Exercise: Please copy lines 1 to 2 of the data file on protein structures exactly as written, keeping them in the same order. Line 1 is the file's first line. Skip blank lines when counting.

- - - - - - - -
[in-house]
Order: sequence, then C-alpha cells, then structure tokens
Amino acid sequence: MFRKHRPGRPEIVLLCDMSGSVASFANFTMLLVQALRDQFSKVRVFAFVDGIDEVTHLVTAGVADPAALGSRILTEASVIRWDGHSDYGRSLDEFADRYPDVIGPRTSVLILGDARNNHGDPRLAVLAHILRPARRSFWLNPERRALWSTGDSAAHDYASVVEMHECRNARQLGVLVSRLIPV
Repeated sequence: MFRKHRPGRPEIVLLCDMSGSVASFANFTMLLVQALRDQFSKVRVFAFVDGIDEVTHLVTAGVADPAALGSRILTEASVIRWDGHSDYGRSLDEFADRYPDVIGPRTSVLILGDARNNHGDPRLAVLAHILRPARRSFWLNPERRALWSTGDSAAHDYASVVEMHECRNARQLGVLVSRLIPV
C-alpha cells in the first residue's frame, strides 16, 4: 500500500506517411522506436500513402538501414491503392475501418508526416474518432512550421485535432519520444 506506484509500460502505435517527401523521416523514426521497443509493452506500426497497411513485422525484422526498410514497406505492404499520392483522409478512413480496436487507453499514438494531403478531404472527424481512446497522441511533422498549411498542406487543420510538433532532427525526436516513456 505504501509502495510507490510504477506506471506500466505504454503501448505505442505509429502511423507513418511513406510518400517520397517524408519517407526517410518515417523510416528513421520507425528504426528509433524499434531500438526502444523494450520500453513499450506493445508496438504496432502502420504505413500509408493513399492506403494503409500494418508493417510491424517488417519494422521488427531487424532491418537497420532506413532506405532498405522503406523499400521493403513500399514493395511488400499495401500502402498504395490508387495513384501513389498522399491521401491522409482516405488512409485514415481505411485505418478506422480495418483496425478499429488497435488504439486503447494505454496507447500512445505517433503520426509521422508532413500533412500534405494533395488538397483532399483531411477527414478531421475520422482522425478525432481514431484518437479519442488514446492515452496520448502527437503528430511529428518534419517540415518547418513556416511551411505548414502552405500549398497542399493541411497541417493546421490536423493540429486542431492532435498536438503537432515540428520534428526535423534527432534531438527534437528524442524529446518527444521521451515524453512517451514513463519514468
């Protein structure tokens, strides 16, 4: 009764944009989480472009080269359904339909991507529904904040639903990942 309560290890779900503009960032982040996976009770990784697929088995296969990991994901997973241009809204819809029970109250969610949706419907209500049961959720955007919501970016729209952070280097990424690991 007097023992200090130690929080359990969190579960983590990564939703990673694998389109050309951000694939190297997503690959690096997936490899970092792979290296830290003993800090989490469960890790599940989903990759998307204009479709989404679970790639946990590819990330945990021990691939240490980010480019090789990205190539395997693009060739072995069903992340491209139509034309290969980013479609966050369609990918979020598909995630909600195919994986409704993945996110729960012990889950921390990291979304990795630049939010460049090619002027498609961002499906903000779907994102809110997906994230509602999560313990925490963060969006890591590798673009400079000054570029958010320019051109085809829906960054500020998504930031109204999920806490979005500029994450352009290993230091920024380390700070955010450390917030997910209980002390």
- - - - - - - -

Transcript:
[in-house]
Order: sequence, then C-alpha cells, then structure tokens